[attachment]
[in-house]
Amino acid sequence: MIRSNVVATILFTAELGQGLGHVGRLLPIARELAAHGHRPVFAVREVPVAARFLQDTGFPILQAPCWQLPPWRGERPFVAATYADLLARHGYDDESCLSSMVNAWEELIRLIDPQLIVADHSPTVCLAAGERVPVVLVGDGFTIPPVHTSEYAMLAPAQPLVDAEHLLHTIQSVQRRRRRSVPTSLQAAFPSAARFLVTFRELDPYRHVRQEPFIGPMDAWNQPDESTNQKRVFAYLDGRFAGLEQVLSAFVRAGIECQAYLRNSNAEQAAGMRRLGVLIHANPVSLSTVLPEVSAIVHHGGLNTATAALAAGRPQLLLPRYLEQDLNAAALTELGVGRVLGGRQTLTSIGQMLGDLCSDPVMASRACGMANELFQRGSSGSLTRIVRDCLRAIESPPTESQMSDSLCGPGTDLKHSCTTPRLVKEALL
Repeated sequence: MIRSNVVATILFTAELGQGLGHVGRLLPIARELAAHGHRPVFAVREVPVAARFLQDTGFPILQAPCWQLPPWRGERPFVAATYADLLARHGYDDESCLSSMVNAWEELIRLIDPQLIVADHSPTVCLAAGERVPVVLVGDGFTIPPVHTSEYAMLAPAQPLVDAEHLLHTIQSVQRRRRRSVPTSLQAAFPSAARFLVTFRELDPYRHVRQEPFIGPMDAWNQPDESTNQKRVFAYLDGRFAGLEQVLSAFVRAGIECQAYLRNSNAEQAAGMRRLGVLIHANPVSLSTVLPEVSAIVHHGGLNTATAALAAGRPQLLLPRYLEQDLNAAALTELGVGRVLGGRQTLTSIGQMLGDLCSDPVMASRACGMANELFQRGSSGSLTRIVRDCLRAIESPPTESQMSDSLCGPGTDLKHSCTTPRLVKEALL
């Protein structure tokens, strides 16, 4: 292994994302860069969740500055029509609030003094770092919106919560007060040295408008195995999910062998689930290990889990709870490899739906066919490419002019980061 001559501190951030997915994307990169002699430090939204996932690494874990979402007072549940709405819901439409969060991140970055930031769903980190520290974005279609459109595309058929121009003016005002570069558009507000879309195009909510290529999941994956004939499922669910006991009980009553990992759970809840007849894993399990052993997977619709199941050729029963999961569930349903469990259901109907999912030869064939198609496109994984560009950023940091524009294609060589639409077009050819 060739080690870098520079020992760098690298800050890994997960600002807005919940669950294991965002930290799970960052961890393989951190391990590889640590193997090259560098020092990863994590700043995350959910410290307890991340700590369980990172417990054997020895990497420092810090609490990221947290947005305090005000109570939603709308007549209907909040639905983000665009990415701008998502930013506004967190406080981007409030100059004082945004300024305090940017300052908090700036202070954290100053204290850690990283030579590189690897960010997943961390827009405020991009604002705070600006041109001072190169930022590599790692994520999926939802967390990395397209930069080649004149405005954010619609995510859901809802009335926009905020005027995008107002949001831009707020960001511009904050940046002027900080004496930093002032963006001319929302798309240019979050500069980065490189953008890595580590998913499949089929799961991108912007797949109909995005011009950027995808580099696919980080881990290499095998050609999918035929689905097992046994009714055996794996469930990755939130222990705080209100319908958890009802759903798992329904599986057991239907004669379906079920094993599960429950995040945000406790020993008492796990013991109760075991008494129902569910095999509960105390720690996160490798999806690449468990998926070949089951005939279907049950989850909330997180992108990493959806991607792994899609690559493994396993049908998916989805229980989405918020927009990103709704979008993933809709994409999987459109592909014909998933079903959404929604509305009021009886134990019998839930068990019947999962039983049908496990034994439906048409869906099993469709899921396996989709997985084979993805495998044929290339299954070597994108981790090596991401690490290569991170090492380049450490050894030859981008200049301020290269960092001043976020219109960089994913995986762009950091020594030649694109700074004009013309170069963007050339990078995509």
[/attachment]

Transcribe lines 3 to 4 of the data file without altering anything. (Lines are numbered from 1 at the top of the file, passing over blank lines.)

Repeated sequence: MIRSNVVATILFTAELGQGLGHVGRLLPIARELAAHGHRPVFAVREVPVAARFLQDTGFPILQAPCWQLPPWRGERPFVAATYADLLARHGYDDESCLSSMVNAWEELIRLIDPQLIVADHSPTVCLAAGERVPVVLVGDGFTIPPVHTSEYAMLAPAQPLVDAEHLLHTIQSVQRRRRRSVPTSLQAAFPSAARFLVTFRELDPYRHVRQEPFIGPMDAWNQPDESTNQKRVFAYLDGRFAGLEQVLSAFVRAGIECQAYLRNSNAEQAAGMRRLGVLIHANPVSLSTVLPEVSAIVHHGGLNTATAALAAGRPQLLLPRYLEQDLNAAALTELGVGRVLGGRQTLTSIGQMLGDLCSDPVMASRACGMANELFQRGSSGSLTRIVRDCLRAIESPPTESQMSDSLCGPGTDLKHSCTTPRLVKEALL
């Protein structure tokens, strides 16, 4: 292994994302860069969740500055029509609030003094770092919106919560007060040295408008195995999910062998689930290990889990709870490899739906066919490419002019980061 001559501190951030997915994307990169002699430090939204996932690494874990979402007072549940709405819901439409969060991140970055930031769903980190520290974005279609459109595309058929121009003016005002570069558009507000879309195009909510290529999941994956004939499922669910006991009980009553990992759970809840007849894993399990052993997977619709199941050729029963999961569930349903469990259901109907999912030869064939198609496109994984560009950023940091524009294609060589639409077009050819 060739080690870098520079020992760098690298800050890994997960600002807005919940669950294991965002930290799970960052961890393989951190391990590889640590193997090259560098020092990863994590700043995350959910410290307890991340700590369980990172417990054997020895990497420092810090609490990221947290947005305090005000109570939603709308007549209907909040639905983000665009990415701008998502930013506004967190406080981007409030100059004082945004300024305090940017300052908090700036202070954290100053204290850690990283030579590189690897960010997943961390827009405020991009604002705070600006041109001072190169930022590599790692994520999926939802967390990395397209930069080649004149405005954010619609995510859901809802009335926009905020005027995008107002949001831009707020960001511009904050940046002027900080004496930093002032963006001319929302798309240019979050500069980065490189953008890595580590998913499949089929799961991108912007797949109909995005011009950027995808580099696919980080881990290499095998050609999918035929689905097992046994009714055996794996469930990755939130222990705080209100319908958890009802759903798992329904599986057991239907004669379906079920094993599960429950995040945000406790020993008492796990013991109760075991008494129902569910095999509960105390720690996160490798999806690449468990998926070949089951005939279907049950989850909330997180992108990493959806991607792994899609690559493994396993049908998916989805229980989405918020927009990103709704979008993933809709994409999987459109592909014909998933079903959404929604509305009021009886134990019998839930068990019947999962039983049908496990034994439906048409869906099993469709899921396996989709997985084979993805495998044929290339299954070597994108981790090596991401690490290569991170090492380049450490050894030859981008200049301020290269960092001043976020219109960089994913995986762009950091020594030649694109700074004009013309170069963007050339990078995509």